Hong Kong declines to act on Russian yacht
21 October 2022 | 7:05 am
Fancy yachts are common in Hong Kong, but one superyacht bobbing in the waters there has raised eyebrows. The vessel is believed to be owned by Russian oligarch Alexey Mordashov, who has been sanctioned by Western governments.
Health authorities in the territory have said the animals are to be "humanely" put down after coronavirus infections were traced back to hamsters at a pet shop.
Journalism teachers in Hong Kong can no longer teach freely amid an ongoing crackdown on free press by the government. Some are adapting to the new situation and changing their strategy.
Authorities enraged pet lovers with an order to cull more than 2,200 hamsters after tracing an outbreak to a worker in a shop where 11 hamsters tested positive. Imported hamsters from Holland into the Chinese territory had been cited as the source. All hamster imports remain banned.
In the past year authorities have used the law to close independent media and arrest or jail leaders of the pro-democracy protests. Many have left Hong Kong. Of those who remain, few are willing to speak out. DW's Phoebe Kong met one of them.
Authorities in Hong Kong have called in building teams to construct isolation units as hospitals there grapple with a new spike in cases. Meanwhile, Australia is opening to tourists once again. DW has the latest.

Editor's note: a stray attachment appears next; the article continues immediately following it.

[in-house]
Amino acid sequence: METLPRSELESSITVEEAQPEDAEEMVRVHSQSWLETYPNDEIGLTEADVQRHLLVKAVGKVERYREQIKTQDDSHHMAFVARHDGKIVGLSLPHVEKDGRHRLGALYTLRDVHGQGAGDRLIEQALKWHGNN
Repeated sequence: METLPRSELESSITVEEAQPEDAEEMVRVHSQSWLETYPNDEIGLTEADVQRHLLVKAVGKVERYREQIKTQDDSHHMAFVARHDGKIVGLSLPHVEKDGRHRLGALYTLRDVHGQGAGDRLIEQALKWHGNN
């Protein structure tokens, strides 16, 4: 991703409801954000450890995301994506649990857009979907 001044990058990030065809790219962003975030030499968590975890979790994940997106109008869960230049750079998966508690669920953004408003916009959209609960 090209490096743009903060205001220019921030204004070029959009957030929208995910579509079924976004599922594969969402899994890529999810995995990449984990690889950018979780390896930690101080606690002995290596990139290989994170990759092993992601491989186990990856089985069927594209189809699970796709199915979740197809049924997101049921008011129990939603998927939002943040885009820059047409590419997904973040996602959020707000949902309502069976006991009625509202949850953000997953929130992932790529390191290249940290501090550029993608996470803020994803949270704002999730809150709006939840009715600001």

Hong Kong is facing its toughest test yet in its "Dynamic Zero Covid" strategy. The number of cases this year is now higher than the number of infections seen in both 2020 and 2021. The city's health system is under pressure, suffering from a lack of hospital beds, inadequate testing capacities and over-strained quarantine centers. But the health crisis is turning political. For more on this, we turn to Jean-Pierre Cabestan, a political scientist at Hong Kong Baptist University.
Britain said keeping its judges in Hong Kong's Court of Final Appeal would "legitimize oppression" under a controversial security law in the former British colony.
DW speaks to Ben Cowling of the School of Public Health at the University of Hong Kong.
Citing legal concerns, the club has suspended the 26th edition of its human rights reporting award. Hong Kong's national security laws have stifled free press in the former bastion of democracy.
An election committee composed largely of pro-Beijing figures voted for John Lee, a former security official, to be the new leader of Hong Kong. Lee, the only candidate in the vote, replaces Carrie Lam in July.
Three years ago, a protest movement began in Hong Kong against an extradition bill, which led to an authoritarian response from Beijing that would forever transform the city and its people.
It's the first time Xi has made a trip outside mainland China since the start of the coronavirus pandemic. The visit is expected to showcase Beijing's control over Hong Kong after a political crackdown crushed dissent.
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